###### Introduction

- Draw a circle on the board. Ask the pupils What is it? It’s a circle. Elicit the names of things that are round, eg the sun, a clock, a watch, a coin, a paper bin, a light. Teach the word circle and write it on the board.

###### Completing Geometry Worksheet

###### Activity 1

- Play Simon says. Ask the pupils to stand up and touch some objects in the classroom, eg (Simon says) touch a desk, the floor, the board, the wall, a book, a circle, a square. Stress circle and square.
- Ask a pupil to come to the front and touch the board. Show the pupils the four sides of the board. Write side on the board. Ask the pupils to touch the sides of their desks. How many sides has your desk got? Continue with other objects, eg book, door, notebook.
- Draw a line on the board and ask the pupils What’s this? It’s a line. Write lineon the board and say the word a few times. Use pictures and simple definitions to explain the words in Activity 1, eg a line (draw two points, then a line joining them); intersection – the point where two lines cross; parallel lines – two lines that never meet; a right angle – an angle that measures 90º; perpendicular lines – two lines that meet at a right angle; side (show them the four sides of the board or desk); vertex – the point where two lines meet at an angle (point to a corner of the board).
- Bring a pupil to the front of the class. Give instructions to practise the new language, eg Draw a line. Draw two parallel lines. Draw a circle. Touch the sides of the board. Point to a right angle. Draw two perpendicular lines. Invite some more pupils to come to the front and follow your instructions.
- Ask the pupils to do Activity 1.

Answers: 1-f; 2-c; 3-e; 4-a; 5-b; 6-d

###### Activity 2

- Draw a triangle on the board. Say triangle and encourage the pupils to repeat the word a few times. Ask the pupils How many sides has a triangle got? Three! How many angles? Three. Show the class the sides and the angles. Continue with rectangle, square, pentagon and hexagon. Encourage the pupils to use the structure A ______ has got ______ sides. A ______ has got ______ angles. Write this structure on the board.
- Look at the shapes in Activity 2 with the pupils and go through the names. Elicit sentences about the different shapes.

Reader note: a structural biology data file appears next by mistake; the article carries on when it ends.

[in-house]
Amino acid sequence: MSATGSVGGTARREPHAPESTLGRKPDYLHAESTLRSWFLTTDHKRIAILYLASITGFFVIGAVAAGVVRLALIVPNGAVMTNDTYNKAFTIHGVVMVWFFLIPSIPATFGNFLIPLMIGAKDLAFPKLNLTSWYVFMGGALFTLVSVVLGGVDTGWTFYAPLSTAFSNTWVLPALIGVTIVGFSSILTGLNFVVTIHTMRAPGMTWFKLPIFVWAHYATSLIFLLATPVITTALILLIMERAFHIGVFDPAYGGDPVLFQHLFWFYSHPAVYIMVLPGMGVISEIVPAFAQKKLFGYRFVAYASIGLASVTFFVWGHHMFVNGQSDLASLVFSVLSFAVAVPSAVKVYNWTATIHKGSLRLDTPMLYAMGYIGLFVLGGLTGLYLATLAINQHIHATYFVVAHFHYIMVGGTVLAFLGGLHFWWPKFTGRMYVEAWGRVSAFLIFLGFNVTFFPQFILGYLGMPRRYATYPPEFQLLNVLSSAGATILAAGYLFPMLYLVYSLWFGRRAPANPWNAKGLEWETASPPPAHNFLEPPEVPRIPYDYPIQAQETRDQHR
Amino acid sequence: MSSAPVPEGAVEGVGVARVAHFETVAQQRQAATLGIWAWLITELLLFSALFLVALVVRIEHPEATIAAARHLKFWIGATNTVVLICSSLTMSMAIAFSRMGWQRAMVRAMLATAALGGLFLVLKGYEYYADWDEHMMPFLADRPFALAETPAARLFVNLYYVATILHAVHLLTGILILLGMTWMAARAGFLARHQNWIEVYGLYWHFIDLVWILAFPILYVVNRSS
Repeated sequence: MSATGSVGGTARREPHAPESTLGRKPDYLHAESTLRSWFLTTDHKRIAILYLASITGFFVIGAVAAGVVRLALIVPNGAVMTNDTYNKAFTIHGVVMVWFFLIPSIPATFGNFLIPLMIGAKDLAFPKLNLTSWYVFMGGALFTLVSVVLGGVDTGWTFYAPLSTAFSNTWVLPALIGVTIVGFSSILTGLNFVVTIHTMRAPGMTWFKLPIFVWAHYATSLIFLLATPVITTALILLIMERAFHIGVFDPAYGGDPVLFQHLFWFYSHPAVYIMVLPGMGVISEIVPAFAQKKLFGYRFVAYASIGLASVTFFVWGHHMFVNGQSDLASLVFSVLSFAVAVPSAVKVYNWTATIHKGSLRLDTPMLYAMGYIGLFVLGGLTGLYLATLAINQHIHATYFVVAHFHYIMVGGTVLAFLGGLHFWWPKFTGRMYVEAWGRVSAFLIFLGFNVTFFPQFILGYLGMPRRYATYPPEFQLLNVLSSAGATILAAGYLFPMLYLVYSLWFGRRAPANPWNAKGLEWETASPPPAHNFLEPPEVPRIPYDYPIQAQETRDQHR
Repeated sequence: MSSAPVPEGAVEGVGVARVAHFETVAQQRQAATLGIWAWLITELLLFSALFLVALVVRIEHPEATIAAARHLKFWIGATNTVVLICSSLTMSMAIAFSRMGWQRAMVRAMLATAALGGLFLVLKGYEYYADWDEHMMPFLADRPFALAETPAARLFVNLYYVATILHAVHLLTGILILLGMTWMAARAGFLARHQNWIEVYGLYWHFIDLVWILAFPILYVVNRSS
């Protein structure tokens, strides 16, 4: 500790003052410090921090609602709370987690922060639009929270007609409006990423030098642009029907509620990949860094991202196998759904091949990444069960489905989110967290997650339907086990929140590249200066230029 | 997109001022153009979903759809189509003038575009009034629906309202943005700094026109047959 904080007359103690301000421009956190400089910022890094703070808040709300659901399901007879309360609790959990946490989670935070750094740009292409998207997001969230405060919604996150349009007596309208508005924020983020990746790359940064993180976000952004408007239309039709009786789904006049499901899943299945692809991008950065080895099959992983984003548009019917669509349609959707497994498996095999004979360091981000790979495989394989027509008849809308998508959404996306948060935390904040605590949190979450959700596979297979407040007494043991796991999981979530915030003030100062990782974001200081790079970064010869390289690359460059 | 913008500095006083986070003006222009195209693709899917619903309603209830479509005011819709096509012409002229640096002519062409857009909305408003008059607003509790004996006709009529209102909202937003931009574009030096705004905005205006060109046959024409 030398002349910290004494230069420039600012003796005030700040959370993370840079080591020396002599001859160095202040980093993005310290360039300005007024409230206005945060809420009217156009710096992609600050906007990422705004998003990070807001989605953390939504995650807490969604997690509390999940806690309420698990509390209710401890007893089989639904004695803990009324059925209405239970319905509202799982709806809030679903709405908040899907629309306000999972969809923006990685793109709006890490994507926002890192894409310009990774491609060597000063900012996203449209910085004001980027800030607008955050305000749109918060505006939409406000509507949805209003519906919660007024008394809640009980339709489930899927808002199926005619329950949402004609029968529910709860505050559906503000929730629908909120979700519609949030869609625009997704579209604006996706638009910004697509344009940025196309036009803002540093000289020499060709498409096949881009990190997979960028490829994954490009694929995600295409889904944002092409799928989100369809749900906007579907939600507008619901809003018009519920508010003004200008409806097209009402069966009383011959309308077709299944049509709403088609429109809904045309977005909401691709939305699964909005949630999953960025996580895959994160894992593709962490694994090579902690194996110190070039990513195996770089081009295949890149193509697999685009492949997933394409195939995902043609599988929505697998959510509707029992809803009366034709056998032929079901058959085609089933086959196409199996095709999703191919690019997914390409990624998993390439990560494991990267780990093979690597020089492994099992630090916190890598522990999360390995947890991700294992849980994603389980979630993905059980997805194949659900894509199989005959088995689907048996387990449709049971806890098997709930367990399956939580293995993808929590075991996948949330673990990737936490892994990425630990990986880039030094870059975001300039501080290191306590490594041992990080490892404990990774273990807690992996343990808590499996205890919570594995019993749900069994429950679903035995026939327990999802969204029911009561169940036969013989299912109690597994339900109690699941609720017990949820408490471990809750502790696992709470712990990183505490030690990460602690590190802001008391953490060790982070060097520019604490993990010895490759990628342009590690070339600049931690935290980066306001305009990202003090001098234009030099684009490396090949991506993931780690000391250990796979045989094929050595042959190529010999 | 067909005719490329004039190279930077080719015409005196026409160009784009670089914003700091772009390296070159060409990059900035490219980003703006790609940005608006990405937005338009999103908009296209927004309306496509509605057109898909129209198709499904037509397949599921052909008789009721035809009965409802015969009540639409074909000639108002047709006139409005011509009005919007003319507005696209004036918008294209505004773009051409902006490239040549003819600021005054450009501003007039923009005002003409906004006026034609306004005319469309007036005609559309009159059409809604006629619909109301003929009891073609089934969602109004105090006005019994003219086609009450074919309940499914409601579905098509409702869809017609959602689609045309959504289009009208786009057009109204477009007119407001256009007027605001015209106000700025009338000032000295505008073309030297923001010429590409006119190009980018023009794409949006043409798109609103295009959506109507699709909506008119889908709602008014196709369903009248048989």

- Ask the pupils to write the names of the shapes and complete the sentences in Activity 2.

Answers: 1-rectangle; 2-pentagon; 3-square; 4-hexagon; 5-triangle b-four/four; c-square/ four/sides; d-pentagon/five; e-six/six

###### Extra activity

Invite some pupils to draw the shapes in Activity 2 on the board. Bring a pupil to the board and point to one of the shapes. Ask the pupil How many sides and angles has it got? Encourage the pupil to use the structure A ______ has got ______ sides and ______ angles. Teacher:Pentagon. Pupil: A pentagon has got five sides and five angles. The pupils can then continue in small groups.

###### Activity 3

- Show the pupils a ruler. Draw an equilateral triangle on the board (with three equal sides). Ask the pupils How many sides has it got? Three! Are the three sides the same length? Yes! Are the angles the same? Yes. Explain that this is an equilateral triangle. It is a regular triangle. Follow the same procedure for an isosceles triangle (with two sides the same length). Explain that this is an irregular triangle.
- Explain the difference between regular and irregular shapes. In regular shapes all the sides are the same length and all the angles are the same. In irregular shapes the sides are different lengths and the angles are different.Give some example using regular and irregular pentagons and hexagons.
- Divide the board into two halves. Write regular shapes on one side andirregular shapes on the other. Bring two pupils to the board, one on each side. Ask them to draw a triangle. Encourage the pupil on the regular shapesside of the board to draw an equilateral triangle with three sides the same length. Encourage the pupil on the irregular shapes side to draw a triangle with sides of different lengths. Compare the two triangles. Which one is more difficult to draw? Probably the regular one. Invite other pupils to draw different shapes.
- The pupils read the sentences and draw the shapes in Activity 3. It’s not important if the shapes don’t come out perfect as long as they have got the correct number of sides and look regular or irregular.

Answers:

###### Extra activity

Ask the pupils to colour the shapes, eg Colour the regular hexagon blue.